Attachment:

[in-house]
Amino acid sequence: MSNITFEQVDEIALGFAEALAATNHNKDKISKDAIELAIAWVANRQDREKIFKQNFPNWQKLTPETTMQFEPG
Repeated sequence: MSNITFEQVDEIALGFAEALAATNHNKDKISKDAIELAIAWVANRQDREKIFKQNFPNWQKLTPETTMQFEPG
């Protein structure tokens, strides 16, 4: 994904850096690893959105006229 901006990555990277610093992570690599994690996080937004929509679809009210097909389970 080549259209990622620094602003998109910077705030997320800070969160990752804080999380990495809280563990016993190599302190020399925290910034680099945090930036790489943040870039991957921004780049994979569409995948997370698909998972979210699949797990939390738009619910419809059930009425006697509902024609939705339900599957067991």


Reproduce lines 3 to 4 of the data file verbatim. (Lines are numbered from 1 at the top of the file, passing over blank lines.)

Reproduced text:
Repeated sequence: MSNITFEQVDEIALGFAEALAATNHNKDKISKDAIELAIAWVANRQDREKIFKQNFPNWQKLTPETTMQFEPG
């Protein structure tokens, strides 16, 4: 994904850096690893959105006229 901006990555990277610093992570690599994690996080937004929509679809009210097909389970 080549259209990622620094602003998109910077705030997320800070969160990752804080999380990495809280563990016993190599302190020399925290910034680099945090930036790489943040870039991957921004780049994979569409995948997370698909998972979210699949797990939390738009619910419809059930009425006697509902024609939705339900599957067991």